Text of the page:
Andalucía: Far right breakthrough sends shockwave through Spanish politicsComments
In our latest episode of Insiders, we visited Andalucía in southern Spain. In the region, the electoral breakthrough of the far-right Vox party has sent a shockwave through Spanish politics. Critics are calling the party stance anti-immigration and anti-feminist. Insiders’ Sophie Claudet and Valerie Gauriat sat down to break down what drove Spanish voters to such extremes.
Sophie Claudet: We're back with Valerie who produced this very interesting report. Valerie, you could not talk to Vox local leaders. You had arranged everything before you travelled to Andalucía. What happened they refused to talk to you?
Valerie Gauriat: Indeed we had confirmed everything, we had a number of interviews and appointments and sequences. We were going to follow them around. And then at the last minute, they said well "no, it's a no-go". We had orders from Madrid headquarters. You know they're ordering a blackout on all media. And the reasons when we asked them well they had no reasons. They said well "we don't know". But what is quite clear it's a very crucial period for Vox ahead of the elections. They're very very cautious about media coverage. They've had mishaps after the regional elections in December. There has been very offensive comments by supporters on the field, very racist comments. And also there were tweets by one of the Andalucían leaders saying that immigrants were a threat to European identity or that he was proud to be branded a sexist. So they want to get rid of that image. But they're having a hard time with that. They've been supported by, well praised, by most populist far-right parties in Europe and also a former leader of the Ku Klux Klux Klan.
Sophie Claudet: Indeed. But Vox is campaigning on anti-immigration theories. It is campaigning saying that you know parity between men and women is unacceptable that subsidized abortion should be banned. I mean it is what it is. Why are they now changing tack? I mean what's going?
Valerie Gauriat: Well they claim that they are not racist. They are not sexist.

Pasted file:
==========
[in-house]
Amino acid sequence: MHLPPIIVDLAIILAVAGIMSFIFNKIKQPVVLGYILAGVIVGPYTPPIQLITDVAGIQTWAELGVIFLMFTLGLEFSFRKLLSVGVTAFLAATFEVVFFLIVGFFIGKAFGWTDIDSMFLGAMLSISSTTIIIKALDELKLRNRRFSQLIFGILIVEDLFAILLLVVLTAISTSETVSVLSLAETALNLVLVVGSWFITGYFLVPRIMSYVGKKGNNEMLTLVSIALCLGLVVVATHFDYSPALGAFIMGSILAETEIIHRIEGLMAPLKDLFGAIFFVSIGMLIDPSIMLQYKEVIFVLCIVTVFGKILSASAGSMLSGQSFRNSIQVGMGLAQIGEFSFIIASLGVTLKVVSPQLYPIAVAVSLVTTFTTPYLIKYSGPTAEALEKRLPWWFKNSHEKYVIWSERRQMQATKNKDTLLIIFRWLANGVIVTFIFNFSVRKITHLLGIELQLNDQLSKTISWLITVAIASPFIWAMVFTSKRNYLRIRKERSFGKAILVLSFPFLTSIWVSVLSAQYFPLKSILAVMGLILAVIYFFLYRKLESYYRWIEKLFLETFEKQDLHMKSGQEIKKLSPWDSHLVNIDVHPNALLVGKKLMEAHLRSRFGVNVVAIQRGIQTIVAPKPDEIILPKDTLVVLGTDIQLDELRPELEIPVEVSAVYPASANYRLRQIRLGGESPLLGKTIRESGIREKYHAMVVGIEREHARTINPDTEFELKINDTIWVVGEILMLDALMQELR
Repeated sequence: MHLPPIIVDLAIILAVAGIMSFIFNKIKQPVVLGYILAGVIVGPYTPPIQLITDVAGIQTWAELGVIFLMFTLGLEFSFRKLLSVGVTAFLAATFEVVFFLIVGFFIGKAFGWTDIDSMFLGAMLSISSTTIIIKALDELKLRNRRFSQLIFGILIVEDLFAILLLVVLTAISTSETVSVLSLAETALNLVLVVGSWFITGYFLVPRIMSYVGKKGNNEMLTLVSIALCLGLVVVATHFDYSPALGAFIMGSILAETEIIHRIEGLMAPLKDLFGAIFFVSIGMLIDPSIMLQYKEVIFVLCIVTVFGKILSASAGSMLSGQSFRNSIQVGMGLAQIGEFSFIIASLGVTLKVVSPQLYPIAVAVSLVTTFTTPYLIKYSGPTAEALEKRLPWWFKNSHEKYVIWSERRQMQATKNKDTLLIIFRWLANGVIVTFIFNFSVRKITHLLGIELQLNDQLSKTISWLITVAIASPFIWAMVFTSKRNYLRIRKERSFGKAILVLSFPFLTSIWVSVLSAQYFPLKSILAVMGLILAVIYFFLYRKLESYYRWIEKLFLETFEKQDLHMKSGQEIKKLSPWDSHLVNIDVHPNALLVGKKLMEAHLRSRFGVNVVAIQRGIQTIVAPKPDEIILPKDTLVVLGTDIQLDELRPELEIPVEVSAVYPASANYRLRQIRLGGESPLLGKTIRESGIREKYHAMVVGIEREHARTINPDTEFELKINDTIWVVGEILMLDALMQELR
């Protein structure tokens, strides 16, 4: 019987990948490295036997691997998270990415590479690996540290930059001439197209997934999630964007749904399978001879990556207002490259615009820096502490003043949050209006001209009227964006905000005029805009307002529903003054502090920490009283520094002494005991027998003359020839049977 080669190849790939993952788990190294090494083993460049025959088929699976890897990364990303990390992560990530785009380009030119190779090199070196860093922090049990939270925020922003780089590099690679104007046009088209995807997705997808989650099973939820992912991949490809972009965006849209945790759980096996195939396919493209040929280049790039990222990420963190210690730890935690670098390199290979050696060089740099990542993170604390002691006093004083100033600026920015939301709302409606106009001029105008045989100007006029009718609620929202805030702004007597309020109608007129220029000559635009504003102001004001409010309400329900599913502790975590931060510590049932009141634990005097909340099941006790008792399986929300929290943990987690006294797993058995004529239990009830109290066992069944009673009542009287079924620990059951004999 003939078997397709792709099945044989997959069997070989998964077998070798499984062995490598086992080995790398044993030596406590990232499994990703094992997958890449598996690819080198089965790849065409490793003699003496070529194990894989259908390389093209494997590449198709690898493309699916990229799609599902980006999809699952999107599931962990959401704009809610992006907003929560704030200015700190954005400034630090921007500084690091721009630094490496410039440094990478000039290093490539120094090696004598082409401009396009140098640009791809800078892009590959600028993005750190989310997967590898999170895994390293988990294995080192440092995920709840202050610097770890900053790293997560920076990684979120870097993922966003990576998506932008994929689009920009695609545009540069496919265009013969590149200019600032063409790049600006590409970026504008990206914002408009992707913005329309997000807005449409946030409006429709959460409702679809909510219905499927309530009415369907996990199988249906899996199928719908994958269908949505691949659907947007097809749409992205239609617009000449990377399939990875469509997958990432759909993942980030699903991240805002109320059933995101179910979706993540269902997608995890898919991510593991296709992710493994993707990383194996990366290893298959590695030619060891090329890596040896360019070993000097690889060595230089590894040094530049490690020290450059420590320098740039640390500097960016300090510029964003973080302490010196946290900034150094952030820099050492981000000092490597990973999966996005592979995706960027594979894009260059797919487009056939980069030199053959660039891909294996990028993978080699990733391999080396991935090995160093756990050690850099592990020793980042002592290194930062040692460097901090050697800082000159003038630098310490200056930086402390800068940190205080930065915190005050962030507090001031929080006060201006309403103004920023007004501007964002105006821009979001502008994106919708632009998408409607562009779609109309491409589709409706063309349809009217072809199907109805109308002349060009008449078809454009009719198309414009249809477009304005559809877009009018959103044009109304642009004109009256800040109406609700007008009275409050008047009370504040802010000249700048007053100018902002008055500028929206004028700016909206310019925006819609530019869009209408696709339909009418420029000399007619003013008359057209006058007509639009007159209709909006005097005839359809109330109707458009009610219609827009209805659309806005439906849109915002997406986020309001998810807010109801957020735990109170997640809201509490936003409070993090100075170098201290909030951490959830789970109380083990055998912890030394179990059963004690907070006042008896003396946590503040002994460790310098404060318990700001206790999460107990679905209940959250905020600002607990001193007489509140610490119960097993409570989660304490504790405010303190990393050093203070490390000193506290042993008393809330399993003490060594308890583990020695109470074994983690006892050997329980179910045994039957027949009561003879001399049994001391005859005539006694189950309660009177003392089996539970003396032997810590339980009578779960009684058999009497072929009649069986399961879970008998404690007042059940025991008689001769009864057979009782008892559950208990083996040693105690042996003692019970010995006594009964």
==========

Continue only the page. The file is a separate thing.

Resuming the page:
Sophie Claudet: But they say those things and it's on their platform.
Valerie Gauriat: They have said it but then its a new party and it's not very well structured yet and they still have to sort out you know who will be their candidates who will be their regional leaders. There are divisions within the party, within the party membership and not all of their programme is you know agreed to by all members and by all supporters and they're kind of taking the temperature of their potential electorate as well. And even amongst their supporters, people don't agree about everything including the plan to reform the law on gender violence which is one of the most protective for women in Europe and that doesn't go along well with a lot of women.
Sophie Claudet: No, there were big demonstrations in the streets of Spain. Now let's turn to the supporters of Vox. You managed to talk to a few people and more often than not as you know on the streets. Not setup interviews. The only setup interview if I remember well was this couple that would not appear on camera. So are people ashamed to say they're voting for Vox? Is it not cool in the post-Franco era to embrace anti-migration, anti women's rights theories? What is it?
Valerie Gauriat: Yes. Well, the people were very worried about being stigmatized in La Linea as the whole of Andalucía is traditionally a leftwing stronghold. And it's not well seen, at all, to be connected with a party like Vox and they've told us this. The Vox supporters but also their non-supporters. And that couple that you mentioned is for Vox. The husband is a supporter of Vox for but the wife isn't.
Sophie Claudet: She's not happy about it
Valerie Gauriat: She removed him from her Facebook friends list.
Sophie Claudet: To punish him, though they are still a couple
Valerie Gauriat: To punish him or to show, you know, that she disagreed with him on the women's issues and also on the immigration issues. So, yes, it is still a taboo in many parts of Andalucía and in La Linea. All the more that they are working a lot with Gibraltar and Vox wants to close the door with Gibraltar. So people are worried that if there's any connection between made between them and Vox, they could actually lose their jobs.
Sophie Claudet: Well thank you, Valerie. That's all the time we have for today. We'll be back next month for another Insider's Unreported Europe. Thanks for watching!